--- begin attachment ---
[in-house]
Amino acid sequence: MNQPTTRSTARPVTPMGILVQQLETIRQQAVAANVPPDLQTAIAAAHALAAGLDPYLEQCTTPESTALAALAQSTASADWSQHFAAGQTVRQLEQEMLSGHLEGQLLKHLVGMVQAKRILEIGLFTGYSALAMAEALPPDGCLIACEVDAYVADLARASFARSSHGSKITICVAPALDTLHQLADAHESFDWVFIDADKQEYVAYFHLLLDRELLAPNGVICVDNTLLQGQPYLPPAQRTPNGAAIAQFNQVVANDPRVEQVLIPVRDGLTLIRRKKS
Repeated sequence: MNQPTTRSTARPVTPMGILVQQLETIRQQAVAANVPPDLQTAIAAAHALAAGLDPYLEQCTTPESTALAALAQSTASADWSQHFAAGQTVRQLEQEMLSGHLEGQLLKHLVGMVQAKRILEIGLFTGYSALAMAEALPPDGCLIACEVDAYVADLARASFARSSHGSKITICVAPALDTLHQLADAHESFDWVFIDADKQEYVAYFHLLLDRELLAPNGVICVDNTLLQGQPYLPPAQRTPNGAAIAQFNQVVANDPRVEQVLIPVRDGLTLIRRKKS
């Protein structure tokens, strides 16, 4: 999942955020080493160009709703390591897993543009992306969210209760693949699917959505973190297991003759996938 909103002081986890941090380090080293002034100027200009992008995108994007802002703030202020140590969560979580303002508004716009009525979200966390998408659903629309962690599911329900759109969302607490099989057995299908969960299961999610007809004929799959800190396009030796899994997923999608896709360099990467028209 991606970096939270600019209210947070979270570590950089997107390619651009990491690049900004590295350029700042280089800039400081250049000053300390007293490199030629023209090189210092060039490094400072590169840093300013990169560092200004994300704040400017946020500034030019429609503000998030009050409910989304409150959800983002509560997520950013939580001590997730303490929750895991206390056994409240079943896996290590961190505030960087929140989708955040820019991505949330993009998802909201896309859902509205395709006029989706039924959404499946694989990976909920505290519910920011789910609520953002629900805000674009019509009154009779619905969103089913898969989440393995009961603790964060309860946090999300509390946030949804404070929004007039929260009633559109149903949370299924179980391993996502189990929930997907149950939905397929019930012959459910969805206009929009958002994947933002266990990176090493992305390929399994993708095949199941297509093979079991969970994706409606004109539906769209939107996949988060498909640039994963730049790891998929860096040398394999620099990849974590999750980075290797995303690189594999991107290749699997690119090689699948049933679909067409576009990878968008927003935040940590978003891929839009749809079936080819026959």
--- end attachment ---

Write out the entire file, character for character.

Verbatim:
[in-house]
Amino acid sequence: MNQPTTRSTARPVTPMGILVQQLETIRQQAVAANVPPDLQTAIAAAHALAAGLDPYLEQCTTPESTALAALAQSTASADWSQHFAAGQTVRQLEQEMLSGHLEGQLLKHLVGMVQAKRILEIGLFTGYSALAMAEALPPDGCLIACEVDAYVADLARASFARSSHGSKITICVAPALDTLHQLADAHESFDWVFIDADKQEYVAYFHLLLDRELLAPNGVICVDNTLLQGQPYLPPAQRTPNGAAIAQFNQVVANDPRVEQVLIPVRDGLTLIRRKKS
Repeated sequence: MNQPTTRSTARPVTPMGILVQQLETIRQQAVAANVPPDLQTAIAAAHALAAGLDPYLEQCTTPESTALAALAQSTASADWSQHFAAGQTVRQLEQEMLSGHLEGQLLKHLVGMVQAKRILEIGLFTGYSALAMAEALPPDGCLIACEVDAYVADLARASFARSSHGSKITICVAPALDTLHQLADAHESFDWVFIDADKQEYVAYFHLLLDRELLAPNGVICVDNTLLQGQPYLPPAQRTPNGAAIAQFNQVVANDPRVEQVLIPVRDGLTLIRRKKS
């Protein structure tokens, strides 16, 4: 999942955020080493160009709703390591897993543009992306969210209760693949699917959505973190297991003759996938 909103002081986890941090380090080293002034100027200009992008995108994007802002703030202020140590969560979580303002508004716009009525979200966390998408659903629309962690599911329900759109969302607490099989057995299908969960299961999610007809004929799959800190396009030796899994997923999608896709360099990467028209 991606970096939270600019209210947070979270570590950089997107390619651009990491690049900004590295350029700042280089800039400081250049000053300390007293490199030629023209090189210092060039490094400072590169840093300013990169560092200004994300704040400017946020500034030019429609503000998030009050409910989304409150959800983002509560997520950013939580001590997730303490929750895991206390056994409240079943896996290590961190505030960087929140989708955040820019991505949330993009998802909201896309859902509205395709006029989706039924959404499946694989990976909920505290519910920011789910609520953002629900805000674009019509009154009779619905969103089913898969989440393995009961603790964060309860946090999300509390946030949804404070929004007039929260009633559109149903949370299924179980391993996502189990929930997907149950939905397929019930012959459910969805206009929009958002994947933002266990990176090493992305390929399994993708095949199941297509093979079991969970994706409606004109539906769209939107996949988060498909640039994963730049790891998929860096040398394999620099990849974590999750980075290797995303690189594999991107290749699997690119090689699948049933679909067409576009990878968008927003935040940590978003891929839009749809079936080819026959």